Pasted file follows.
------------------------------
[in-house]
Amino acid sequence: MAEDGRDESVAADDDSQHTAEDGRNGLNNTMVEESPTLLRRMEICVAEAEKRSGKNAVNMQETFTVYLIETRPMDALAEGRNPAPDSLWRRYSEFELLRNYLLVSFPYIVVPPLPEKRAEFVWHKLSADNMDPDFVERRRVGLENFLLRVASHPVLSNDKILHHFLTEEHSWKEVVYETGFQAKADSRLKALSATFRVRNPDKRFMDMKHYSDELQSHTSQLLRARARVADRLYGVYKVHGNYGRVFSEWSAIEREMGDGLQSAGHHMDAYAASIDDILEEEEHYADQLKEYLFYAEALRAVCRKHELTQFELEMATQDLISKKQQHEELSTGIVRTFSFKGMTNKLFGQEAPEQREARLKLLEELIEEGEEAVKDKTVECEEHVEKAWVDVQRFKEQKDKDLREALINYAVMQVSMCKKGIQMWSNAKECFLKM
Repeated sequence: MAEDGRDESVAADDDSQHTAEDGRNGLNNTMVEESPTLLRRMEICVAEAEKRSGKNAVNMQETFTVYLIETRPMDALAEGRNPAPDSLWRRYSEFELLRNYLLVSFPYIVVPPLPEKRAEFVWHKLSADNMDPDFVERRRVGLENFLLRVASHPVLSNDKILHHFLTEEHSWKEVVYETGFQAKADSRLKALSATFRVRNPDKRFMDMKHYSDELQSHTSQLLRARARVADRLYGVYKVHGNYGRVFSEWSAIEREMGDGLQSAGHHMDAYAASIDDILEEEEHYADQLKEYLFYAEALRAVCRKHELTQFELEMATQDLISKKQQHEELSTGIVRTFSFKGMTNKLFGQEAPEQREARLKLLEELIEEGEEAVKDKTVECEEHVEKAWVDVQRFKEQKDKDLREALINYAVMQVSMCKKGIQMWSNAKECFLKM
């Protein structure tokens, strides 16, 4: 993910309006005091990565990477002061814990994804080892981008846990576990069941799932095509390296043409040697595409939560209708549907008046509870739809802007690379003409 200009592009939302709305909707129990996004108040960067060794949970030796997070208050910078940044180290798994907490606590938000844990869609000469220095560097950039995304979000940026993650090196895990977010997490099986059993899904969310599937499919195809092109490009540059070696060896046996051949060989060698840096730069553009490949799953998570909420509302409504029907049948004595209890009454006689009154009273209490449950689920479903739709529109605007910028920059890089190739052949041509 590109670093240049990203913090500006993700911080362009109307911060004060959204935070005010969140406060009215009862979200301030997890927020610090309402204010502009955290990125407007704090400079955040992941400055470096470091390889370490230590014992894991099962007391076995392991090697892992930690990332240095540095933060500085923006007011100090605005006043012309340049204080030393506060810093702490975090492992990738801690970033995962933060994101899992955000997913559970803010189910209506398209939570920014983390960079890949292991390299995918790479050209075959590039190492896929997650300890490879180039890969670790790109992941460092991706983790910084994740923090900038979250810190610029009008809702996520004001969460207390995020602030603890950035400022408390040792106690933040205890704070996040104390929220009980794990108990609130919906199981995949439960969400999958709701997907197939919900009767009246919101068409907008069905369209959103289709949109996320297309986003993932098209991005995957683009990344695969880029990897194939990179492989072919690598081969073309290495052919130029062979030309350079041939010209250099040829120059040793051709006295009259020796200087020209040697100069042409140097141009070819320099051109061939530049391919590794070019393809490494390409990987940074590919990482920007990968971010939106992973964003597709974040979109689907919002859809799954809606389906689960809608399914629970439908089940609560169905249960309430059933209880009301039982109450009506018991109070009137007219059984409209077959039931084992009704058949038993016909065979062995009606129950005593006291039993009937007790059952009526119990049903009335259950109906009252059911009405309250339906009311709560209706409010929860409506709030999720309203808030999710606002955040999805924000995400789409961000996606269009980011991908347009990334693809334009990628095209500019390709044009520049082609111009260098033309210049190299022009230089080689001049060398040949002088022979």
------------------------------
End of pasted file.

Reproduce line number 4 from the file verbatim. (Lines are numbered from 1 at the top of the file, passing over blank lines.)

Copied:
């Protein structure tokens, strides 16, 4: 993910309006005091990565990477002061814990994804080892981008846990576990069941799932095509390296043409040697595409939560209708549907008046509870739809802007690379003409 200009592009939302709305909707129990996004108040960067060794949970030796997070208050910078940044180290798994907490606590938000844990869609000469220095560097950039995304979000940026993650090196895990977010997490099986059993899904969310599937499919195809092109490009540059070696060896046996051949060989060698840096730069553009490949799953998570909420509302409504029907049948004595209890009454006689009154009273209490449950689920479903739709529109605007910028920059890089190739052949041509 590109670093240049990203913090500006993700911080362009109307911060004060959204935070005010969140406060009215009862979200301030997890927020610090309402204010502009955290990125407007704090400079955040992941400055470096470091390889370490230590014992894991099962007391076995392991090697892992930690990332240095540095933060500085923006007011100090605005006043012309340049204080030393506060810093702490975090492992990738801690970033995962933060994101899992955000997913559970803010189910209506398209939570920014983390960079890949292991390299995918790479050209075959590039190492896929997650300890490879180039890969670790790109992941460092991706983790910084994740923090900038979250810190610029009008809702996520004001969460207390995020602030603890950035400022408390040792106690933040205890704070996040104390929220009980794990108990609130919906199981995949439960969400999958709701997907197939919900009767009246919101068409907008069905369209959103289709949109996320297309986003993932098209991005995957683009990344695969880029990897194939990179492989072919690598081969073309290495052919130029062979030309350079041939010209250099040829120059040793051709006295009259020796200087020209040697100069042409140097141009070819320099051109061939530049391919590794070019393809490494390409990987940074590919990482920007990968971010939106992973964003597709974040979109689907919002859809799954809606389906689960809608399914629970439908089940609560169905249960309430059933209880009301039982109450009506018991109070009137007219059984409209077959039931084992009704058949038993016909065979062995009606129950005593006291039993009937007790059952009526119990049903009335259950109906009252059911009405309250339906009311709560209706409010929860409506709030999720309203808030999710606002955040999805924000995400789409961000996606269009980011991908347009990334693809334009990628095209500019390709044009520049082609111009260098033309210049190299022009230089080689001049060398040949002088022979």